A predictive focus of gain modulation encodes target trajectories in insect vision

ELife
Steven D WiedermanDavid C O'Carroll

Abstract

When a human catches a ball, they estimate future target location based on the current trajectory. How animals, small and large, encode such predictive processes at the single neuron level is unknown. Here we describe small target-selective neurons in predatory dragonflies that exhibit localized enhanced sensitivity for targets displaced to new locations just ahead of the prior path, with suppression elsewhere in the surround. This focused region of gain modulation is driven by predictive mechanisms, with the direction tuning shifting selectively to match the target's prior path. It involves a large local increase in contrast gain which spreads forward after a delay (e.g. an occlusion) and can even transfer between brain hemispheres, predicting trajectories moved towards the visual midline from the other eye. The tractable nature of dragonflies for physiological experiments makes this a useful model for studying the neuronal mechanisms underlying the brain's remarkable ability to anticipate moving stimuli.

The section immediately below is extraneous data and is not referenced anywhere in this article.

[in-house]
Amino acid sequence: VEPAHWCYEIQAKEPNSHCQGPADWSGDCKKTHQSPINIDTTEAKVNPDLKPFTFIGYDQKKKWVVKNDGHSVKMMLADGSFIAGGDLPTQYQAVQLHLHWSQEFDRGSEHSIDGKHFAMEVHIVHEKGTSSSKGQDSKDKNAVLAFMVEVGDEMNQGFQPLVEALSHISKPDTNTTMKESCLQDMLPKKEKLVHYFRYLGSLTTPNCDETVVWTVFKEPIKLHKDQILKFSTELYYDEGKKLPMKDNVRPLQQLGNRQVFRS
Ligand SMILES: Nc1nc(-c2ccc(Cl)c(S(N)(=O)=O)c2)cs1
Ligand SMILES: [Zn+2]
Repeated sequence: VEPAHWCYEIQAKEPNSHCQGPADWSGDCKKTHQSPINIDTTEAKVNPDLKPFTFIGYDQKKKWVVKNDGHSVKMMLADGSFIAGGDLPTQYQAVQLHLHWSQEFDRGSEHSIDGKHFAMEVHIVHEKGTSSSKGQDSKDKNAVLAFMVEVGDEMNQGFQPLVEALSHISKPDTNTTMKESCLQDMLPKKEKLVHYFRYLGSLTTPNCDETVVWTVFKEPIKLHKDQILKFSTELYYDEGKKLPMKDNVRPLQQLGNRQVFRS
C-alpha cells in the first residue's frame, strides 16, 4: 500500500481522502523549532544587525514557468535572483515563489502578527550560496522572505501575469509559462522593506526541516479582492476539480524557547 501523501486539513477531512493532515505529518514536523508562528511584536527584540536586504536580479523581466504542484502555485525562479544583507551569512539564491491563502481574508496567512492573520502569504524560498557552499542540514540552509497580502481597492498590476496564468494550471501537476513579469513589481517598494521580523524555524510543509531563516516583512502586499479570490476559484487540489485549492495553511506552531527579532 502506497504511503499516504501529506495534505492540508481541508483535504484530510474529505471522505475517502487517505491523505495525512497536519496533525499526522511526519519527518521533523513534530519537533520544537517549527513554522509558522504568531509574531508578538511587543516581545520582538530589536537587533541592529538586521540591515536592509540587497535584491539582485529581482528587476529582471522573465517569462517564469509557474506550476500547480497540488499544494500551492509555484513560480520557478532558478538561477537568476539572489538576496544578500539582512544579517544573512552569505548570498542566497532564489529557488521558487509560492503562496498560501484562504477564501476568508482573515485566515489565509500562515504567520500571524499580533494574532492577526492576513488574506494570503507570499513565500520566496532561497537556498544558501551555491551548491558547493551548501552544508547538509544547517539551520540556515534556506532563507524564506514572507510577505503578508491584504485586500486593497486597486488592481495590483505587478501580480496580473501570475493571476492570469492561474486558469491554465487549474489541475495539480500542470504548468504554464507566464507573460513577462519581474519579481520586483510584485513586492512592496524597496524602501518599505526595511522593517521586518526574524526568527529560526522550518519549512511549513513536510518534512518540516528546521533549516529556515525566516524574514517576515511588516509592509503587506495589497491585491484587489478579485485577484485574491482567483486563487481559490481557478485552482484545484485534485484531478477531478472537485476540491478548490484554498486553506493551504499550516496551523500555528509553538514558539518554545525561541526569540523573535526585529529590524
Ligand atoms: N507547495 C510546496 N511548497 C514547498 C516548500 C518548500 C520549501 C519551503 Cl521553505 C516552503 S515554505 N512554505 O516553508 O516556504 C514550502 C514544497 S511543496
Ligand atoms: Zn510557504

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Citations

Dec 1, 2017·The Journal of Experimental Biology·Elisa RigosiDavid C O'Carroll
Oct 19, 2019·The Journal of Comparative Neurology·Joss von HadelnUwe Homberg
Apr 20, 2018·Frontiers in Neural Circuits·Jessica R KohnRudy Behnia
Jun 2, 2020·Frontiers in Computational Neuroscience·Frances S ChanceFelix Wang
Aug 10, 2019·The Journal of Experimental Biology·Joseph M FabianSteven D Wiederman
Aug 26, 2020·Current Opinion in Insect Science·Benjamin Horatio LancerSteven D Wiederman
Feb 19, 2021·Scientific Reports·Joseph M Fabian, Steven D Wiederman
Feb 26, 2020·Current Biology : CB·Vivek Nityananda
Aug 14, 2019·Current Opinion in Physiology·Eiman Azim, Kazuhiko Seki
Jun 10, 2020·Current Biology : CB·Andrew M HeinGraham K Taylor
Jan 9, 2021·Biochemical and Biophysical Research Communications·Alex M WinsorElizabeth M Jakob

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Methods Mentioned

BETA
fluorescence imaging

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